Digital Transformation at Scale – a review

Digital Transformation at Scale – why the strategy is delivery, by the founders of the Government Digital Service, promises not just to be a tale about the GDS. If it were, it would be a fine and important book. The service was created in response to a letter from Martha Lane Fox to Cabinet Office Minister Francis Maude. The subsequent achievements of the service are significant. The GOV.UK website it created and the 10–20 ‘exemplar’ transactional services have set new expectations and standards for the way that government operates online.

Indirectly, the ripple effect of GDS may be even more significant. The Service Standard, the service design manual, the global press attention and the thousands of blogposts inspired a generation of people to spend part of their careers working for government, and existing public services to dare to be different.

However, the book aims to be a manual for conducting digital transformation at scale. By this measure, I was left disappointed. It frequently falls into the trap of arguing that ‘because we did this, therefore this must be done’. On a prosaic level, the sections on writing strategies and giving good presentations are useful, but non-core (unless they’re part of a strategic play of which more, later). The section on political sponsorship basically tells readers to have a political sponsor called Francis Maude.

The authors argue that ‘the strategy is delivery’ – by which they mean redesigning the government’s transactional services to be ‘of the internet’. I always assumed that to mean that rapid delivery of transactional services would mean the customer relationship with government changed before anyone had time to argue. The front cover of the book is a photo of a ‘done’ stamp (the like of which appears on a completed user story). The book is a guide to achieving ‘done’ in digital service delivery.

But what if the strategy shouldn’t be digital delivery? Digital transformation is about applying the culture, practices, processes and technologies of the internet-era to respond to people’s raised expectations – as defined by Tom Loosemore, one of the authors. Therefore, it is not a technical change that can be ‘done’ but adaptive change that needs to be stimulated, grown and worked towards.

“Most of government is service design, most of the time”, as the book reflects. However, most of that service design has nothing to do with transactional services delivered by government IT, but instead is manifested in policy designed for others to deliver. A digital transformation strategy might instead, show, train and encourage leaders, policy makers and government agencies (including local government) in digital practice.

You could start with a greenfield service, redesign the website at pace and move on to digital services – tactics advocated by the authors. Better presentations are also tactics which can gain senior confidence and support.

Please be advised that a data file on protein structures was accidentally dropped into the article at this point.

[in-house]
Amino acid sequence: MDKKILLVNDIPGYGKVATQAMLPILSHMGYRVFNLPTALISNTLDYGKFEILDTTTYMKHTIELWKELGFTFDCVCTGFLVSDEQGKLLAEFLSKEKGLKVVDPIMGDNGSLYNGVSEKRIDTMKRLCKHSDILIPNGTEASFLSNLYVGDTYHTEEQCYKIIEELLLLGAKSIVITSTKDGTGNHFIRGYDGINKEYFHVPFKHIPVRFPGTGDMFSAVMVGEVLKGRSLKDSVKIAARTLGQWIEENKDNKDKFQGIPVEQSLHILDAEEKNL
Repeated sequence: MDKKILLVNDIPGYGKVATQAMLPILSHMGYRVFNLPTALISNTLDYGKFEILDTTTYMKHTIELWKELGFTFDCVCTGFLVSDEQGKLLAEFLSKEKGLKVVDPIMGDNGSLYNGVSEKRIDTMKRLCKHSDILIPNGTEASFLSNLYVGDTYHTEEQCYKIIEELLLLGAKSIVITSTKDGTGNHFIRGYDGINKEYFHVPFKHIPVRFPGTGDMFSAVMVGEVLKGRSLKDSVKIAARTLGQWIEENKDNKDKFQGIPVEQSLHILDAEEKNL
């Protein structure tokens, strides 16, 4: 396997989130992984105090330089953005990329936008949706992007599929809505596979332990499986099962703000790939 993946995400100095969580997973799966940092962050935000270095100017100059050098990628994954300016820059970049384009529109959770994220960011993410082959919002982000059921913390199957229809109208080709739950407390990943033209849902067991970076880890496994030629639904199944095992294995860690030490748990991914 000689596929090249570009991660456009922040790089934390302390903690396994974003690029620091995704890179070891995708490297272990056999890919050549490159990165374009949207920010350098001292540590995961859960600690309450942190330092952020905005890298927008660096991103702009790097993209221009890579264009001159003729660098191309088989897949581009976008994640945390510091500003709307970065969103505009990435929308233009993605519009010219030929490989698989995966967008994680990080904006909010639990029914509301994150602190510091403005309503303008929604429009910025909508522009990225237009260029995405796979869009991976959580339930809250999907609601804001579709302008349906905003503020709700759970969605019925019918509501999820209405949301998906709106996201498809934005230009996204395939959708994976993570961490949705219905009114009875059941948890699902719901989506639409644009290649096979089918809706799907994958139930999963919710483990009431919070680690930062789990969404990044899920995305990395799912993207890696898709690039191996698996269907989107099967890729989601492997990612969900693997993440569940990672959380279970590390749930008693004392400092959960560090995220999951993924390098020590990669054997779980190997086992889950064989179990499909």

But if the public, and civil servants, see government as a policy making function, this may leave the raison d’etre of government untransformed, unchallenged. It’s notable that the government’s signature policies of the GDS era were either untouched by digital (big society), ignored it completely (NHS reforms) or struggled because of it (Universal Credit).

The book fails to explore the trade-offs between a strategy of delivery and a strategy of organisational change. Delivering services at pace shows that IT can be done quickly, not that government can achieve policy intent faster. Redesigning existing services doesn’t create new value propositions for citizens or influence leaders’ visions of what’s possible. And as necessary as it is to hire digital specialisms, the vast majority of staff are left unaffected.

It’s not that the book is unreflective – it mentions a number of things that would have been done differently and they’ve previously talked of ‘putting lipstick on a pig’. But there isn’t a clear vision for a digital government. The closest the book gets to describing the point of it all is:

“a lever to change the relationship between citizen and the state for the better. This is the real prize: a vast improvement in the efficacy of the state and a resultant upsurge in democratic engagement”.

One of the key recommendations in the Fox letter was the creation of APIs to enable third parties to connect with, and build government services. This might have enabled a very different vision for modern government. For example, health and social care integration or changing the relationship between central and local government would have become simpler and enabled leaders to make different decisions – demonstrating political benefits of digital. Ultimately, this was only partially achieved – and (in my understanding) outside GDS. That’s what we’re doing in Hackney.

But we expressly aren’t writing a digital strategy, because we think digital should be everywhere and for everyone. The tactics we’re using are designed to promote digital understanding, behaviours and leadership – enabling our senior political and officer leadership to think differently about the place and the organisation they lead.

I haven’t achieved digital transformation at scale, but do owe the authors a huge debt for the knowledge they’ve given me and body of work they delivered. But I suspect there are alternative visions and strategies to achieve a government of the Internet, even if the tactics in the book remain useful.